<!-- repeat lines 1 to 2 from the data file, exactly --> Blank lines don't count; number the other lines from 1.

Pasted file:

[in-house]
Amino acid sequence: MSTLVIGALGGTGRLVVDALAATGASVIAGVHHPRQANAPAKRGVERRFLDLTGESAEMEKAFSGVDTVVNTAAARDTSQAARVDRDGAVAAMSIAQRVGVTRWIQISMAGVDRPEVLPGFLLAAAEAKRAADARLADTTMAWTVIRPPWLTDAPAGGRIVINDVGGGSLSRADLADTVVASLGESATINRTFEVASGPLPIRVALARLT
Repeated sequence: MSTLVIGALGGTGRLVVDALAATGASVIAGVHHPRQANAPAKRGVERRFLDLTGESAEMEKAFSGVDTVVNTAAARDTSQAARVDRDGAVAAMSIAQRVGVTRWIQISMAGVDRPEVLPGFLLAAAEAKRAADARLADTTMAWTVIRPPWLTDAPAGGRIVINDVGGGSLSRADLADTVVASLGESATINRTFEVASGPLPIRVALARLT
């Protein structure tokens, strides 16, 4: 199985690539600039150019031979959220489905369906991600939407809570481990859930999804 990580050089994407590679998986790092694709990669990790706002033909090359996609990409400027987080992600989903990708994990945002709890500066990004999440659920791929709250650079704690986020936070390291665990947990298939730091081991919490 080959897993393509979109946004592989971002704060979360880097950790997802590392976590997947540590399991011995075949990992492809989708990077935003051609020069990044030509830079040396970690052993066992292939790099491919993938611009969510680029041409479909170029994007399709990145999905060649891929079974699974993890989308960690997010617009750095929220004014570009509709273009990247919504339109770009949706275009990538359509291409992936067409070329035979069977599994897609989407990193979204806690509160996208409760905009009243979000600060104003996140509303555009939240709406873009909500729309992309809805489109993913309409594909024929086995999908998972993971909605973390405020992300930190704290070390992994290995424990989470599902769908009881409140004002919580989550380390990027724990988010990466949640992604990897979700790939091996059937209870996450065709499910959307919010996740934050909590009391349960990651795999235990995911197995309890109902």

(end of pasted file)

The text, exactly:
[in-house]
Amino acid sequence: MSTLVIGALGGTGRLVVDALAATGASVIAGVHHPRQANAPAKRGVERRFLDLTGESAEMEKAFSGVDTVVNTAAARDTSQAARVDRDGAVAAMSIAQRVGVTRWIQISMAGVDRPEVLPGFLLAAAEAKRAADARLADTTMAWTVIRPPWLTDAPAGGRIVINDVGGGSLSRADLADTVVASLGESATINRTFEVASGPLPIRVALARLT